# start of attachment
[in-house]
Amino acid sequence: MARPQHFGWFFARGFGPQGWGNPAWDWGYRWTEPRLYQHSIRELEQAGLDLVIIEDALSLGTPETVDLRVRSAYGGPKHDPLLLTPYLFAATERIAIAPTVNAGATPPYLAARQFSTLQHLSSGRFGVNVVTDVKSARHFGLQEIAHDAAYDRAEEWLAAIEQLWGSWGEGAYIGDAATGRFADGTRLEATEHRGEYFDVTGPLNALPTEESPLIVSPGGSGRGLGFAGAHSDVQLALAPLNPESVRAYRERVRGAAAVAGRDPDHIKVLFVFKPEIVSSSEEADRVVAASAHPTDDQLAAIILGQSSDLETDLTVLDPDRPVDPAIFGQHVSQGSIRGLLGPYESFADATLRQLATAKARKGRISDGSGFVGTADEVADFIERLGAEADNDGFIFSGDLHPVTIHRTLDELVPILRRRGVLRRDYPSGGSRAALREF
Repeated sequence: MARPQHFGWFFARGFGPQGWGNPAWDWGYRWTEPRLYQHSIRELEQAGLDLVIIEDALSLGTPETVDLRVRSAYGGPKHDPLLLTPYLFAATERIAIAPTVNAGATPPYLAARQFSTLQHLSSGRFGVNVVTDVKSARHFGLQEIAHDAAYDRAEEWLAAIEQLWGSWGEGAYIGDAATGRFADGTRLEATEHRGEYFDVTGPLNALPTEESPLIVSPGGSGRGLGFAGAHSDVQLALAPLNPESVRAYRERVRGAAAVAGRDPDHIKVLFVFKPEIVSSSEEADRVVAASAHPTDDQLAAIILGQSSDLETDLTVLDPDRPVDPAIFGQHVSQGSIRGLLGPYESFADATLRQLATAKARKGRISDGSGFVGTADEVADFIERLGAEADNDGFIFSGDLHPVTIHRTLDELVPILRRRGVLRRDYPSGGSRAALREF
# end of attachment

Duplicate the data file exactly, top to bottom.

[in-house]
Amino acid sequence: MARPQHFGWFFARGFGPQGWGNPAWDWGYRWTEPRLYQHSIRELEQAGLDLVIIEDALSLGTPETVDLRVRSAYGGPKHDPLLLTPYLFAATERIAIAPTVNAGATPPYLAARQFSTLQHLSSGRFGVNVVTDVKSARHFGLQEIAHDAAYDRAEEWLAAIEQLWGSWGEGAYIGDAATGRFADGTRLEATEHRGEYFDVTGPLNALPTEESPLIVSPGGSGRGLGFAGAHSDVQLALAPLNPESVRAYRERVRGAAAVAGRDPDHIKVLFVFKPEIVSSSEEADRVVAASAHPTDDQLAAIILGQSSDLETDLTVLDPDRPVDPAIFGQHVSQGSIRGLLGPYESFADATLRQLATAKARKGRISDGSGFVGTADEVADFIERLGAEADNDGFIFSGDLHPVTIHRTLDELVPILRRRGVLRRDYPSGGSRAALREF
Repeated sequence: MARPQHFGWFFARGFGPQGWGNPAWDWGYRWTEPRLYQHSIRELEQAGLDLVIIEDALSLGTPETVDLRVRSAYGGPKHDPLLLTPYLFAATERIAIAPTVNAGATPPYLAARQFSTLQHLSSGRFGVNVVTDVKSARHFGLQEIAHDAAYDRAEEWLAAIEQLWGSWGEGAYIGDAATGRFADGTRLEATEHRGEYFDVTGPLNALPTEESPLIVSPGGSGRGLGFAGAHSDVQLALAPLNPESVRAYRERVRGAAAVAGRDPDHIKVLFVFKPEIVSSSEEADRVVAASAHPTDDQLAAIILGQSSDLETDLTVLDPDRPVDPAIFGQHVSQGSIRGLLGPYESFADATLRQLATAKARKGRISDGSGFVGTADEVADFIERLGAEADNDGFIFSGDLHPVTIHRTLDELVPILRRRGVLRRDYPSGGSRAALREF